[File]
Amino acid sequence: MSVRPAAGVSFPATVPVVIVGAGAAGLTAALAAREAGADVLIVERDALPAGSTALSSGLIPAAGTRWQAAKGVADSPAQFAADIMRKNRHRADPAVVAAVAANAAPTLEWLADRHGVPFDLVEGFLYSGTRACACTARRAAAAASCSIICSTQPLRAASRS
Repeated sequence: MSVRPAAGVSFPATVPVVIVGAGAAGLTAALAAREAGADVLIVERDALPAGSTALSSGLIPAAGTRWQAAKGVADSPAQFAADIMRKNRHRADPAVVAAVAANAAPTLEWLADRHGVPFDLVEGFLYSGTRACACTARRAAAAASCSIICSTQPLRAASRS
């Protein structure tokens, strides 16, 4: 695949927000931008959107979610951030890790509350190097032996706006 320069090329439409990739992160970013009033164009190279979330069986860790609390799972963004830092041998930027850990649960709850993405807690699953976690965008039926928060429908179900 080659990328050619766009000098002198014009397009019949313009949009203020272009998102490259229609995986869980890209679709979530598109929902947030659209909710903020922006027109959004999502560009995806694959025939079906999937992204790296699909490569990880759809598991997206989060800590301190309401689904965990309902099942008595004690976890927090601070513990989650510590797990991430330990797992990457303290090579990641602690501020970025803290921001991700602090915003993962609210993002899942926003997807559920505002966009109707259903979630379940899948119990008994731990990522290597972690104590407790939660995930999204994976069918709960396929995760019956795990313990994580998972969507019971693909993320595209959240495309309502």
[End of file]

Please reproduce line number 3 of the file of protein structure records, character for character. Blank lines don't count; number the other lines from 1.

């Protein structure tokens, strides 16, 4: 695949927000931008959107979610951030890790509350190097032996706006 320069090329439409990739992160970013009033164009190279979330069986860790609390799972963004830092041998930027850990649960709850993405807690699953976690965008039926928060429908179900 080659990328050619766009000098002198014009397009019949313009949009203020272009998102490259229609995986869980890209679709979530598109929902947030659209909710903020922006027109959004999502560009995806694959025939079906999937992204790296699909490569990880759809598991997206989060800590301190309401689904965990309902099942008595004690976890927090601070513990989650510590797990991430330990797992990457303290090579990641602690501020970025803290921001991700602090915003993962609210993002899942926003997807559920505002966009109707259903979630379940899948119990008994731990990522290597972690104590407790939660995930999204994976069918709960396929995760019956795990313990994580998972969507019971693909993320595209959240495309309502």